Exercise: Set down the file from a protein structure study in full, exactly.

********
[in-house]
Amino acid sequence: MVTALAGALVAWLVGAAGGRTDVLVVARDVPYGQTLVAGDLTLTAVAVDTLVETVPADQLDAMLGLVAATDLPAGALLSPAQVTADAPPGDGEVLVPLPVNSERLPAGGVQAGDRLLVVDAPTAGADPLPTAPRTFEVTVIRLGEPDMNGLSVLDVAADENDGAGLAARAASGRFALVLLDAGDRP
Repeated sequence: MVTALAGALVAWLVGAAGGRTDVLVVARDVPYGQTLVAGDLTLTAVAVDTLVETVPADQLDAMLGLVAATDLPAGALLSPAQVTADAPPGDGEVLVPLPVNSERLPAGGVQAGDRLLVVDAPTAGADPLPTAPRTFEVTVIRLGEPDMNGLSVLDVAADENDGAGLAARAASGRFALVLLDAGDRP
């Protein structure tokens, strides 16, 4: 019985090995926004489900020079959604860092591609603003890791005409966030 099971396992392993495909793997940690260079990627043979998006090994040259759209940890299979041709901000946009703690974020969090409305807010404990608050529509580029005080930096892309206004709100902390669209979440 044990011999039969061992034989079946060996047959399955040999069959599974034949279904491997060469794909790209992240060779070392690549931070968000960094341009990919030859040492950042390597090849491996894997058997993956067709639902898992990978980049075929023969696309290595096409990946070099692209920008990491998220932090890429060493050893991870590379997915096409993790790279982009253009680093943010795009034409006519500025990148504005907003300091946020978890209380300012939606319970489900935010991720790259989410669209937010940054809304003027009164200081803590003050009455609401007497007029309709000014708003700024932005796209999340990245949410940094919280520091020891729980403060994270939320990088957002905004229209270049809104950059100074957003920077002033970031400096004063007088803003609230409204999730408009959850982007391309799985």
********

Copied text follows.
[in-house]
Amino acid sequence: MVTALAGALVAWLVGAAGGRTDVLVVARDVPYGQTLVAGDLTLTAVAVDTLVETVPADQLDAMLGLVAATDLPAGALLSPAQVTADAPPGDGEVLVPLPVNSERLPAGGVQAGDRLLVVDAPTAGADPLPTAPRTFEVTVIRLGEPDMNGLSVLDVAADENDGAGLAARAASGRFALVLLDAGDRP
Repeated sequence: MVTALAGALVAWLVGAAGGRTDVLVVARDVPYGQTLVAGDLTLTAVAVDTLVETVPADQLDAMLGLVAATDLPAGALLSPAQVTADAPPGDGEVLVPLPVNSERLPAGGVQAGDRLLVVDAPTAGADPLPTAPRTFEVTVIRLGEPDMNGLSVLDVAADENDGAGLAARAASGRFALVLLDAGDRP
């Protein structure tokens, strides 16, 4: 019985090995926004489900020079959604860092591609603003890791005409966030 099971396992392993495909793997940690260079990627043979998006090994040259759209940890299979041709901000946009703690974020969090409305807010404990608050529509580029005080930096892309206004709100902390669209979440 044990011999039969061992034989079946060996047959399955040999069959599974034949279904491997060469794909790209992240060779070392690549931070968000960094341009990919030859040492950042390597090849491996894997058997993956067709639902898992990978980049075929023969696309290595096409990946070099692209920008990491998220932090890429060493050893991870590379997915096409993790790279982009253009680093943010795009034409006519500025990148504005907003300091946020978890209380300012939606319970489900935010991720790259989410669209937010940054809304003027009164200081803590003050009455609401007497007029309709000014708003700024932005796209999340990245949410940094919280520091020891729980403060994270939320990088957002905004229209270049809104950059100074957003920077002033970031400096004063007088803003609230409204999730408009959850982007391309799985």